Not a read for me.
It was a spring evening in Washington DC; a chilly autumn morning in Melbourne; it was exactly 22.00 Greenwich Mean Time when a worm entered the computerised control systems of hundreds of Australian prisons and released the locks in many places of incarceration, some of which the hacker could not have known existed.
Because Australian prison security was, in the year 2010, mostly designed and sold by American corporations the worm immediately infected 117 US federal correctional facilities, 1,700 prisons, and over 3,000 county jails. Wherever it went, it traveled underground, in darkness, like a bushfire burning in the roots of trees. Reaching its destinations it announced itself: THE CORPORATION IS UNDER OUR CONTROL. THE ANGEL DECLARES YOU FREE.
Has a young Australian woman declared cyber war on the United States? Or was her Angel Worm intended only to open the prison doors of those unfortunates detained by Australia’s harsh immigration policies? Did America suffer collateral damage? Is she innocent? Can she be saved?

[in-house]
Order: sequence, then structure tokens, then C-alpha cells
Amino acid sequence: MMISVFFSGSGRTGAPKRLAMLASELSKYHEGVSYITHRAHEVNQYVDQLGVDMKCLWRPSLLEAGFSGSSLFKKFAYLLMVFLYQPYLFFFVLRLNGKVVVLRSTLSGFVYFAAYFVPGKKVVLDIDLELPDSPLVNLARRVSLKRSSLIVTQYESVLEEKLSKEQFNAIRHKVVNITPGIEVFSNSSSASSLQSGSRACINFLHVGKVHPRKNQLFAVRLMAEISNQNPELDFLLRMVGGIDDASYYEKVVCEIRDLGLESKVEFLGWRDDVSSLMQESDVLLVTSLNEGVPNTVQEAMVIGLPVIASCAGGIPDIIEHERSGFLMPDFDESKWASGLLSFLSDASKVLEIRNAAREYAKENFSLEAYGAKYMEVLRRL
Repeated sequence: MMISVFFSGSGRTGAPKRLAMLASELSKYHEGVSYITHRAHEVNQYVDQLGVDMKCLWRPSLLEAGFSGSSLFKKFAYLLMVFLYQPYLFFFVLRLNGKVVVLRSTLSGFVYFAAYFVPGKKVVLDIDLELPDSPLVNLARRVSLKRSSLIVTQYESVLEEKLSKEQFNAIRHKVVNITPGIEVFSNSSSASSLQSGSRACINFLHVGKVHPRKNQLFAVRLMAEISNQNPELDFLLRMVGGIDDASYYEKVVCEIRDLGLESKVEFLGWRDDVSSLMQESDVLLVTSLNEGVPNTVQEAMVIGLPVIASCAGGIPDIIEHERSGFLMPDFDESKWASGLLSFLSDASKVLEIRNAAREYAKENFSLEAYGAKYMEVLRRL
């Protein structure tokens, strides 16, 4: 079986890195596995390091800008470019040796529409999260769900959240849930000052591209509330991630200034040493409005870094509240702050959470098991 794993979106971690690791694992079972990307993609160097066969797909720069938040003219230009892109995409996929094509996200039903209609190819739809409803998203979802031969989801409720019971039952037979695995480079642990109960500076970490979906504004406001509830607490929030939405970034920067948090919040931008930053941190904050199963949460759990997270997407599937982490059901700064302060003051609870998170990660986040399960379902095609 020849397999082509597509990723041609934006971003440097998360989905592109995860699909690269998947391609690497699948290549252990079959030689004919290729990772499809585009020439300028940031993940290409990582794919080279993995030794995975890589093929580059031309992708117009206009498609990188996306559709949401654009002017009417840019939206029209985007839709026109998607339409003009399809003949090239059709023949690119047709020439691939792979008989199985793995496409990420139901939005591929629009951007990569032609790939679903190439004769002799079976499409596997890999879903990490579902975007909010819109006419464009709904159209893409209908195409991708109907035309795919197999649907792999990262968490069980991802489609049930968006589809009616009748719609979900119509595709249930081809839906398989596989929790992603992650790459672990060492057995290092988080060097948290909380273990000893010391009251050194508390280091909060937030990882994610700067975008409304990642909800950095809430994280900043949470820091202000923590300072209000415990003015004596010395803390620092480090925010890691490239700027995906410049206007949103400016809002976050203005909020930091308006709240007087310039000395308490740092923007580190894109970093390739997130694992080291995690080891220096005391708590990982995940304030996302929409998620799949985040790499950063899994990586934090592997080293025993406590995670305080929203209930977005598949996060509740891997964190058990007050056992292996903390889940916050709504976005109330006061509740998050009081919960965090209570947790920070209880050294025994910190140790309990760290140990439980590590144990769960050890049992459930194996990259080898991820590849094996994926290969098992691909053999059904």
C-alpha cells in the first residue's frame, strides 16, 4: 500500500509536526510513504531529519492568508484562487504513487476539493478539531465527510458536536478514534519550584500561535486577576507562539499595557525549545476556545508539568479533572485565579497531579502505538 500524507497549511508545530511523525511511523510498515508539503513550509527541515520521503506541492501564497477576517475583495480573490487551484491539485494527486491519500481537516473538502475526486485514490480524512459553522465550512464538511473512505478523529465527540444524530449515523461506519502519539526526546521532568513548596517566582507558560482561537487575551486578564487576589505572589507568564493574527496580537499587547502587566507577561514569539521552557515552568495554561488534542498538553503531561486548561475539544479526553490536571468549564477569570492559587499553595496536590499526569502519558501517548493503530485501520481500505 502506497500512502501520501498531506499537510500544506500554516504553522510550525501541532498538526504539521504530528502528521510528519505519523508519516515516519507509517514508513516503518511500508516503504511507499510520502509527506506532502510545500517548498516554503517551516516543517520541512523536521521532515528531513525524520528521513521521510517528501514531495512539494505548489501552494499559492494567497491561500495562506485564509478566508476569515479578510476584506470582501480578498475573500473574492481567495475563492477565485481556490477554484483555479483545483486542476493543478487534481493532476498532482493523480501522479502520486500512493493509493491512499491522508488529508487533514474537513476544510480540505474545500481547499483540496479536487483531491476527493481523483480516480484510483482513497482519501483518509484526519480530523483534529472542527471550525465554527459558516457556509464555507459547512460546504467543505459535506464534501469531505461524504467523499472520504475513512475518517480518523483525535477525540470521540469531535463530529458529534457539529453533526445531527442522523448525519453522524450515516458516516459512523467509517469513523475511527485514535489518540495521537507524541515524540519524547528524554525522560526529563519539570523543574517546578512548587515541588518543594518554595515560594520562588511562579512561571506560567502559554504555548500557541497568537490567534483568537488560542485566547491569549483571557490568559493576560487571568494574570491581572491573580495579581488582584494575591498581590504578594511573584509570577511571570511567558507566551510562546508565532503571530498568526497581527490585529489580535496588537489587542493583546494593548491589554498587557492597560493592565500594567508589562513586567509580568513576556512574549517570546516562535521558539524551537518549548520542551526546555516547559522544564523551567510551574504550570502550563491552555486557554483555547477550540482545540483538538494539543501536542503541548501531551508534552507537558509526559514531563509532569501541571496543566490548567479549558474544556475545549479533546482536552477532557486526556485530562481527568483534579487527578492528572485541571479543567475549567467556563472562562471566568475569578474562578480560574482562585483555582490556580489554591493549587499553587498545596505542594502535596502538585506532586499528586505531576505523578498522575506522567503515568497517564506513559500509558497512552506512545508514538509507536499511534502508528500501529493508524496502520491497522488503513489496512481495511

Peter Carey’s masterful new novel, AMNESIA.
It took me a little time to engage with this narrative – I thought the first few chapters were rather hard work and I felt a bit mislead by the blurb (which purported a tale about espionage and cyber terrorism – when ok – that was in the mix but not really not the main emphasis of the book, not what I thought this book was about) and the recommendation on the cover by Carmen Callil says:”…I laughed and laughed, too.” Sorry I saw this as rather a bleak and down beat narrative, and definitely no sense of humour deployed here, no ray of sunshine at all. So I was confused, this was not the book I was expecting.
The intro was laboured… then it started to flow… a little. But did not engage me.
I think that Carey used this narrative to remark on a few contemporary issues- the power of the press, freedom of speech/print, commentary on the White Australia policy and its wider effect on the community, racial prejudice in general, bullying and relationships. Mostly however I felt cheated; the writing was down beat, the characters weren’t very likable and narrative had no uplifting moments and was not the book I thought I was going to be reading. On the positive side – this is the first book by Carey that I have read where the book reads as the words are typed – I didn’t have to try and work out hidden meanings, metaphors; visual or otherwise- it was what is was – I think, maybe… or did I miss something? This one was not for me.